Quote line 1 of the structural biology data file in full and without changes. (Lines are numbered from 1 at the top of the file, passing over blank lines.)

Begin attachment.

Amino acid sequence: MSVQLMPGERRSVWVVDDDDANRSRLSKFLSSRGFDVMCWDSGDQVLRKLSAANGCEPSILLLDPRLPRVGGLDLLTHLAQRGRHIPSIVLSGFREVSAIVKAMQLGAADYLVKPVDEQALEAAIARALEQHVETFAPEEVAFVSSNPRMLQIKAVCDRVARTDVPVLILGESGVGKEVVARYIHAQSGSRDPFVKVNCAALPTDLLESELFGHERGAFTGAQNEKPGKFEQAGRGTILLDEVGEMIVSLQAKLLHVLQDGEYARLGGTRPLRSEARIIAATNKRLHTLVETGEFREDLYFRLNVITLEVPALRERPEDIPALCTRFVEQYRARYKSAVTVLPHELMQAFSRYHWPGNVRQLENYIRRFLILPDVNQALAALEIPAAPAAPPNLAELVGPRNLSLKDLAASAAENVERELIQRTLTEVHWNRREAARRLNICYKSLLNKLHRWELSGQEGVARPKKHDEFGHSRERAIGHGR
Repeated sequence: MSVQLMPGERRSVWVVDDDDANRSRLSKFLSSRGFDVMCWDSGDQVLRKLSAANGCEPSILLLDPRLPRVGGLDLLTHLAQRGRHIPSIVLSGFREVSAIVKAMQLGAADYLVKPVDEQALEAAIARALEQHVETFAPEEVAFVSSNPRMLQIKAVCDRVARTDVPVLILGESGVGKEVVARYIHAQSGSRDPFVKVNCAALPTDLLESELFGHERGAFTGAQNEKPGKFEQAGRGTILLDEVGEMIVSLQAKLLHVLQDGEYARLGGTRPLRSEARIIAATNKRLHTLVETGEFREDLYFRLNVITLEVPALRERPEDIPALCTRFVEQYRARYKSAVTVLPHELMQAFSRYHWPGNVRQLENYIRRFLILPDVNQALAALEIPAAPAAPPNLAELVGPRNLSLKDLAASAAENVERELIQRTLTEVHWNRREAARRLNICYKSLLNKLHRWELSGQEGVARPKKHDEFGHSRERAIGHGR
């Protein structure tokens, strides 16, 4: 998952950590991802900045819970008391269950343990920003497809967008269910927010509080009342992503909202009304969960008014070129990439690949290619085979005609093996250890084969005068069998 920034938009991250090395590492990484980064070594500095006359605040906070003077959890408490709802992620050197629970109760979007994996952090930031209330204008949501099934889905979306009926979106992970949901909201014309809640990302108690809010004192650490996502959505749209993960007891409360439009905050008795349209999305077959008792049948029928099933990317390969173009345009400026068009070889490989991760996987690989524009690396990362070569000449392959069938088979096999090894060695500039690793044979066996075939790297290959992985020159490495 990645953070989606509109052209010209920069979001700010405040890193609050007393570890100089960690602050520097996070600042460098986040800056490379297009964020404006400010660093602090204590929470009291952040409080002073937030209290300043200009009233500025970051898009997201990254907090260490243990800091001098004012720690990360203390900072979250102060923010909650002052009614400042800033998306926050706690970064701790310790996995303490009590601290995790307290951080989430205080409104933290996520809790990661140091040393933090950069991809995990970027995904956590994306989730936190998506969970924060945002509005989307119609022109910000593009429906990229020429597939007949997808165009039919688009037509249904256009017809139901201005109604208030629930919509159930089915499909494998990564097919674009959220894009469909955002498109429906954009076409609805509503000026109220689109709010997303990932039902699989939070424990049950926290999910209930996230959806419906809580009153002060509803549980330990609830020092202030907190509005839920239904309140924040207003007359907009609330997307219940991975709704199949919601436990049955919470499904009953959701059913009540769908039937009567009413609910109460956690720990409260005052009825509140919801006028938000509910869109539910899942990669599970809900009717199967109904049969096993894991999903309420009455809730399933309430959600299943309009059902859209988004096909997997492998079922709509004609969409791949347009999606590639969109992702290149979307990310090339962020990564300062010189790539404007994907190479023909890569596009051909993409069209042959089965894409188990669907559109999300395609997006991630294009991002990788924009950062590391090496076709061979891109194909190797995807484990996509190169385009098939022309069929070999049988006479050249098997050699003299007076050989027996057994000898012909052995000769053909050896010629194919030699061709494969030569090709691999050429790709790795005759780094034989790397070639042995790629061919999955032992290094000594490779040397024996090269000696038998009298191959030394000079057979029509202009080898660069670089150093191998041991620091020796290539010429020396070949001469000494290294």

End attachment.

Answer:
Amino acid sequence: MSVQLMPGERRSVWVVDDDDANRSRLSKFLSSRGFDVMCWDSGDQVLRKLSAANGCEPSILLLDPRLPRVGGLDLLTHLAQRGRHIPSIVLSGFREVSAIVKAMQLGAADYLVKPVDEQALEAAIARALEQHVETFAPEEVAFVSSNPRMLQIKAVCDRVARTDVPVLILGESGVGKEVVARYIHAQSGSRDPFVKVNCAALPTDLLESELFGHERGAFTGAQNEKPGKFEQAGRGTILLDEVGEMIVSLQAKLLHVLQDGEYARLGGTRPLRSEARIIAATNKRLHTLVETGEFREDLYFRLNVITLEVPALRERPEDIPALCTRFVEQYRARYKSAVTVLPHELMQAFSRYHWPGNVRQLENYIRRFLILPDVNQALAALEIPAAPAAPPNLAELVGPRNLSLKDLAASAAENVERELIQRTLTEVHWNRREAARRLNICYKSLLNKLHRWELSGQEGVARPKKHDEFGHSRERAIGHGR